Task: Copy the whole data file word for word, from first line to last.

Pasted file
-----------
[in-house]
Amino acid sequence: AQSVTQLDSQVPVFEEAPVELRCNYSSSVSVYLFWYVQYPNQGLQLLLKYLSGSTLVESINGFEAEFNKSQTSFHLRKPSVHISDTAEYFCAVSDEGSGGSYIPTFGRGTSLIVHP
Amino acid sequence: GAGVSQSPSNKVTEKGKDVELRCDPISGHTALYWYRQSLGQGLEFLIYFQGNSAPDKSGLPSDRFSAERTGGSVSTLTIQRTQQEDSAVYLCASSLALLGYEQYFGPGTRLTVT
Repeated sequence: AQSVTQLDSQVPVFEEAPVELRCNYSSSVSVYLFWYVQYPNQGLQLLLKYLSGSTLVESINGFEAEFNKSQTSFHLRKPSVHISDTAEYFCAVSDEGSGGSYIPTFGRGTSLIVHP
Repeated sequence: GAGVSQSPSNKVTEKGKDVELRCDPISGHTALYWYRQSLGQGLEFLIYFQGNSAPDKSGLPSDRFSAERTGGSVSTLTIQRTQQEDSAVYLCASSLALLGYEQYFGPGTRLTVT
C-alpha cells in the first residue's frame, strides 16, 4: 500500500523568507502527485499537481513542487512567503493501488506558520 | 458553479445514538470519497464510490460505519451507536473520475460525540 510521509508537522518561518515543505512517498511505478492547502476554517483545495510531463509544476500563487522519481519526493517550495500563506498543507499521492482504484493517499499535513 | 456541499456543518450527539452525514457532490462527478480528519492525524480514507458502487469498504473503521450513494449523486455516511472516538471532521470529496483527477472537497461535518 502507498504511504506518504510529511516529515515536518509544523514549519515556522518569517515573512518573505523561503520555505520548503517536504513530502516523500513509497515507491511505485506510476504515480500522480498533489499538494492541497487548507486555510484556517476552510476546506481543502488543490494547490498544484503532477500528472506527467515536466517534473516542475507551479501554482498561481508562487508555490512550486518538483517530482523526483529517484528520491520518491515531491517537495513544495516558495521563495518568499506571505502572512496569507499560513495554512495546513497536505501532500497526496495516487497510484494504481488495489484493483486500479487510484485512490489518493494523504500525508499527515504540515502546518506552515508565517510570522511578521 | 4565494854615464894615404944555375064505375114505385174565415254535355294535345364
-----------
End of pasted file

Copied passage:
[in-house]
Amino acid sequence: AQSVTQLDSQVPVFEEAPVELRCNYSSSVSVYLFWYVQYPNQGLQLLLKYLSGSTLVESINGFEAEFNKSQTSFHLRKPSVHISDTAEYFCAVSDEGSGGSYIPTFGRGTSLIVHP
Amino acid sequence: GAGVSQSPSNKVTEKGKDVELRCDPISGHTALYWYRQSLGQGLEFLIYFQGNSAPDKSGLPSDRFSAERTGGSVSTLTIQRTQQEDSAVYLCASSLALLGYEQYFGPGTRLTVT
Repeated sequence: AQSVTQLDSQVPVFEEAPVELRCNYSSSVSVYLFWYVQYPNQGLQLLLKYLSGSTLVESINGFEAEFNKSQTSFHLRKPSVHISDTAEYFCAVSDEGSGGSYIPTFGRGTSLIVHP
Repeated sequence: GAGVSQSPSNKVTEKGKDVELRCDPISGHTALYWYRQSLGQGLEFLIYFQGNSAPDKSGLPSDRFSAERTGGSVSTLTIQRTQQEDSAVYLCASSLALLGYEQYFGPGTRLTVT
C-alpha cells in the first residue's frame, strides 16, 4: 500500500523568507502527485499537481513542487512567503493501488506558520 | 458553479445514538470519497464510490460505519451507536473520475460525540 510521509508537522518561518515543505512517498511505478492547502476554517483545495510531463509544476500563487522519481519526493517550495500563506498543507499521492482504484493517499499535513 | 456541499456543518450527539452525514457532490462527478480528519492525524480514507458502487469498504473503521450513494449523486455516511472516538471532521470529496483527477472537497461535518 502507498504511504506518504510529511516529515515536518509544523514549519515556522518569517515573512518573505523561503520555505520548503517536504513530502516523500513509497515507491511505485506510476504515480500522480498533489499538494492541497487548507486555510484556517476552510476546506481543502488543490494547490498544484503532477500528472506527467515536466517534473516542475507551479501554482498561481508562487508555490512550486518538483517530482523526483529517484528520491520518491515531491517537495513544495516558495521563495518568499506571505502572512496569507499560513495554512495546513497536505501532500497526496495516487497510484494504481488495489484493483486500479487510484485512490489518493494523504500525508499527515504540515502546518506552515508565517510570522511578521 | 4565494854615464894615404944555375064505375114505385174565415254535355294535345364